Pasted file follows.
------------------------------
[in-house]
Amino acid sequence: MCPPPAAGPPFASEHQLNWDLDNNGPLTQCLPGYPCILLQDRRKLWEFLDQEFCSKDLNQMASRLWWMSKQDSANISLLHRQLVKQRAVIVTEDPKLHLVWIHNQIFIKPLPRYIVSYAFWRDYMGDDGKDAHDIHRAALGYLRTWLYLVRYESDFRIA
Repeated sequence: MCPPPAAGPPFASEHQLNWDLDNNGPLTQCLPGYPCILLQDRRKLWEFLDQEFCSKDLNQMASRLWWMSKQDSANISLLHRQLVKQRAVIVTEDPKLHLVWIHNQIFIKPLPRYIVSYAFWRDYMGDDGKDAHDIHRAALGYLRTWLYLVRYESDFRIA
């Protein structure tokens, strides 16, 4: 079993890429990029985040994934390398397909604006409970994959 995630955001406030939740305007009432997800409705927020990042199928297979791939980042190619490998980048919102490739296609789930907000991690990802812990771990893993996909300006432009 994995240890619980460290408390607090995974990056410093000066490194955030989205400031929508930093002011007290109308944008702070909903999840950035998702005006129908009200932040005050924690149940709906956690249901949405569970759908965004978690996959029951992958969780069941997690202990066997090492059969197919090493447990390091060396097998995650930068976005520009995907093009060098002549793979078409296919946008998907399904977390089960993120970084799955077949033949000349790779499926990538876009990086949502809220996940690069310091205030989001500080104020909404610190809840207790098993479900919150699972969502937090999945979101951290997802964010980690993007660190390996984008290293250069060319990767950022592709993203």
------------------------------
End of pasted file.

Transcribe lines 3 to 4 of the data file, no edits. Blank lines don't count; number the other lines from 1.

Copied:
Repeated sequence: MCPPPAAGPPFASEHQLNWDLDNNGPLTQCLPGYPCILLQDRRKLWEFLDQEFCSKDLNQMASRLWWMSKQDSANISLLHRQLVKQRAVIVTEDPKLHLVWIHNQIFIKPLPRYIVSYAFWRDYMGDDGKDAHDIHRAALGYLRTWLYLVRYESDFRIA
């Protein structure tokens, strides 16, 4: 079993890429990029985040994934390398397909604006409970994959 995630955001406030939740305007009432997800409705927020990042199928297979791939980042190619490998980048919102490739296609789930907000991690990802812990771990893993996909300006432009 994995240890619980460290408390607090995974990056410093000066490194955030989205400031929508930093002011007290109308944008702070909903999840950035998702005006129908009200932040005050924690149940709906956690249901949405569970759908965004978690996959029951992958969780069941997690202990066997090492059969197919090493447990390091060396097998995650930068976005520009995907093009060098002549793979078409296919946008998907399904977390089960993120970084799955077949033949000349790779499926990538876009990086949502809220996940690069310091205030989001500080104020909404610190809840207790098993479900919150699972969502937090999945979101951290997802964010980690993007660190390996984008290293250069060319990767950022592709993203």